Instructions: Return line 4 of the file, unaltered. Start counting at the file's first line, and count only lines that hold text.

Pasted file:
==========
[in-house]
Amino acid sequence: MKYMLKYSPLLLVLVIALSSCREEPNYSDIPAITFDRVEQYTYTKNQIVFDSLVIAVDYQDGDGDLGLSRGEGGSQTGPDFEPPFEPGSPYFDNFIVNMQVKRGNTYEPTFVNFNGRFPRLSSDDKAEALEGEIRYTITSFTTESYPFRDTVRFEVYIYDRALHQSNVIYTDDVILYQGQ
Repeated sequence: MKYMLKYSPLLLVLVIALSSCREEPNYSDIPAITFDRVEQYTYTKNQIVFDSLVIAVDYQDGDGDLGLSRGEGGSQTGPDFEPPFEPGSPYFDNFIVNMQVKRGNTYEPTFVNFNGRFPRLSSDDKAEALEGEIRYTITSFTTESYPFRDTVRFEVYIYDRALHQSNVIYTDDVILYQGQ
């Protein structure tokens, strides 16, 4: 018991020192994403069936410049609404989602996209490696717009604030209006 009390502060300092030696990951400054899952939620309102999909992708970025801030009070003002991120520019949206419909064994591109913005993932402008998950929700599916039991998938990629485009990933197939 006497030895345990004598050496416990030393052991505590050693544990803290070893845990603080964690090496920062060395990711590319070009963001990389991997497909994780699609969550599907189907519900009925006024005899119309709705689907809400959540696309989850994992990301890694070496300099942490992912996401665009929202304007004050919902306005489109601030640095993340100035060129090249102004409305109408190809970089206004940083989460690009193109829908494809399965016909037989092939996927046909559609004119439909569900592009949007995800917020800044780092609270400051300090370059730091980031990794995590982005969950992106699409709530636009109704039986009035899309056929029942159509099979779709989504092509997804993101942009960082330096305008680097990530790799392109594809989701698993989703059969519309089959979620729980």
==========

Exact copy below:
């Protein structure tokens, strides 16, 4: 018991020192994403069936410049609404989602996209490696717009604030209006 009390502060300092030696990951400054899952939620309102999909992708970025801030009070003002991120520019949206419909064994591109913005993932402008998950929700599916039991998938990629485009990933197939 006497030895345990004598050496416990030393052991505590050693544990803290070893845990603080964690090496920062060395990711590319070009963001990389991997497909994780699609969550599907189907519900009925006024005899119309709705689907809400959540696309989850994992990301890694070496300099942490992912996401665009929202304007004050919902306005489109601030640095993340100035060129090249102004409305109408190809970089206004940083989460690009193109829908494809399965016909037989092939996927046909559609004119439909569900592009949007995800917020800044780092609270400051300090370059730091980031990794995590982005969950992106699409709530636009109704039986009035899309056929029942159509099979779709989504092509997804993101942009960082330096305008680097990530790799392109594809989701698993989703059969519309089959979620729980």